The Relationship Between Parent Personality And Infant Temperament
Date of Award
Doctor of Philosophy (Ph.D.)
This study had two main purposes: first, to determine whether parent personality variables could predict the difficulty level of their infants; and second, to determine whether changes in parent adjustment level during the first four to eight months after their baby's birth were related to infant difficulty level.Middle class couples expecting their first baby completed the Comrey Personality Scales during the last two months of the pregnancy. When their babies were between four and eight months old, the couples repeated the personality inventory and filled out Carey's Infant Temperament Questionnaire, with which infants were categorized as easy, intermediate low, intermediate high, or difficult.Discriminant analysis was used to investigate the ability of parent personality variables measured before the birth of the baby to separate the easy and difficult infants. In analyses using both fathers' and mothers' variables together and mothers' variables alone, a weak discriminant function was obtained consisting primarily of the mothers' Response Bias scale, presumably a measure of social desirability response set. Infants whose mothers answered in a less socially desirable way about themselves were rated by their parents as more difficult than infants whose mothers answered in a more socially desirable direction. None of the variables believed to measure personality dimensions were meaningful predictors of infant difficulty.Parents' scores on the Comrey Emotional Stability scale, which may be viewed as a measure of general adjustment level, were subjected to a repeated measures analysis of variance with a between groups factor of difficulty level and a within groups factor of time of administration. The interaction between difficulty level and time was not significant, implying that changes in parent adjustment are not related to infant difficulty level.The power of both the discriminant analyses and the analysis of variance against a range of hypothetical alternatives was estimated to be high enough to allow confidence that these non-significant results reflect the absence of meaningful relationships.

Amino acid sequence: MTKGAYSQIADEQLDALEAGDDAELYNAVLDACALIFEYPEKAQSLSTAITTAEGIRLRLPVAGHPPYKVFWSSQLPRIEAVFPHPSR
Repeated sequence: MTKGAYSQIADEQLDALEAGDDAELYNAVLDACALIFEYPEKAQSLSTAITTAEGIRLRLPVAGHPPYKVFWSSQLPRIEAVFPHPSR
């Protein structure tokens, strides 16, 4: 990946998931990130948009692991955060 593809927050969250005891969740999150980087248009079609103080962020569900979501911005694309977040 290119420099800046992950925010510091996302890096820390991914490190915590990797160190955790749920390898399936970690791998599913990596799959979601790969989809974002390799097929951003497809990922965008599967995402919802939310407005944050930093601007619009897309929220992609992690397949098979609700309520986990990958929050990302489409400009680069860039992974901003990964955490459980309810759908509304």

Lockwood, Anne Sprague, "The Relationship Between Parent Personality And Infant Temperament" (1983). Dissertations from ProQuest. 1360.